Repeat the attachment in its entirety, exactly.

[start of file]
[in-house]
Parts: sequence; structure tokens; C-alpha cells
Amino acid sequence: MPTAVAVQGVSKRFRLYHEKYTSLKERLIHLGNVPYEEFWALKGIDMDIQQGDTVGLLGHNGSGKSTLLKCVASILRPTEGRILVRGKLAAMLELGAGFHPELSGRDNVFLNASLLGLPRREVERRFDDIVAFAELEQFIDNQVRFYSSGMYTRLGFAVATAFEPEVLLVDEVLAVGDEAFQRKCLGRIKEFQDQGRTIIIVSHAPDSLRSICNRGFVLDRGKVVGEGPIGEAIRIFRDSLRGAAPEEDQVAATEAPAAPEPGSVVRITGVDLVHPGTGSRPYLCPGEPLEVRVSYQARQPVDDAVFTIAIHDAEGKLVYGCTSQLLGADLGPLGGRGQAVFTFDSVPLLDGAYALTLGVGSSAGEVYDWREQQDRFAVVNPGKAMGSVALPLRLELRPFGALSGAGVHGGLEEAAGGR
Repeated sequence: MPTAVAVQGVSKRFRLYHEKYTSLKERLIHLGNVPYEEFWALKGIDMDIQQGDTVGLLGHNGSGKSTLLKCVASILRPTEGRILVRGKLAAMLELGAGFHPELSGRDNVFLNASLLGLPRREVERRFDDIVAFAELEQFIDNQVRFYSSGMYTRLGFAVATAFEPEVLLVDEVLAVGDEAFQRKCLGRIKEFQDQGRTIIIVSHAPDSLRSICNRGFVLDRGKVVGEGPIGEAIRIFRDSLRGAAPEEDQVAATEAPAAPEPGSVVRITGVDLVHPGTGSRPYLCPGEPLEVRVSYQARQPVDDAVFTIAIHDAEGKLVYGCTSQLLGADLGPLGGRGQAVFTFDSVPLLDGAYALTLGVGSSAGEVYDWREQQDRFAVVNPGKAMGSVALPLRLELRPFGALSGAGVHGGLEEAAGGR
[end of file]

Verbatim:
[in-house]
Parts: sequence; structure tokens; C-alpha cells
Amino acid sequence: MPTAVAVQGVSKRFRLYHEKYTSLKERLIHLGNVPYEEFWALKGIDMDIQQGDTVGLLGHNGSGKSTLLKCVASILRPTEGRILVRGKLAAMLELGAGFHPELSGRDNVFLNASLLGLPRREVERRFDDIVAFAELEQFIDNQVRFYSSGMYTRLGFAVATAFEPEVLLVDEVLAVGDEAFQRKCLGRIKEFQDQGRTIIIVSHAPDSLRSICNRGFVLDRGKVVGEGPIGEAIRIFRDSLRGAAPEEDQVAATEAPAAPEPGSVVRITGVDLVHPGTGSRPYLCPGEPLEVRVSYQARQPVDDAVFTIAIHDAEGKLVYGCTSQLLGADLGPLGGRGQAVFTFDSVPLLDGAYALTLGVGSSAGEVYDWREQQDRFAVVNPGKAMGSVALPLRLELRPFGALSGAGVHGGLEEAAGGR
Repeated sequence: MPTAVAVQGVSKRFRLYHEKYTSLKERLIHLGNVPYEEFWALKGIDMDIQQGDTVGLLGHNGSGKSTLLKCVASILRPTEGRILVRGKLAAMLELGAGFHPELSGRDNVFLNASLLGLPRREVERRFDDIVAFAELEQFIDNQVRFYSSGMYTRLGFAVATAFEPEVLLVDEVLAVGDEAFQRKCLGRIKEFQDQGRTIIIVSHAPDSLRSICNRGFVLDRGKVVGEGPIGEAIRIFRDSLRGAAPEEDQVAATEAPAAPEPGSVVRITGVDLVHPGTGSRPYLCPGEPLEVRVSYQARQPVDDAVFTIAIHDAEGKLVYGCTSQLLGADLGPLGGRGQAVFTFDSVPLLDGAYALTLGVGSSAGEVYDWREQQDRFAVVNPGKAMGSVALPLRLELRPFGALSGAGVHGGLEEAAGGR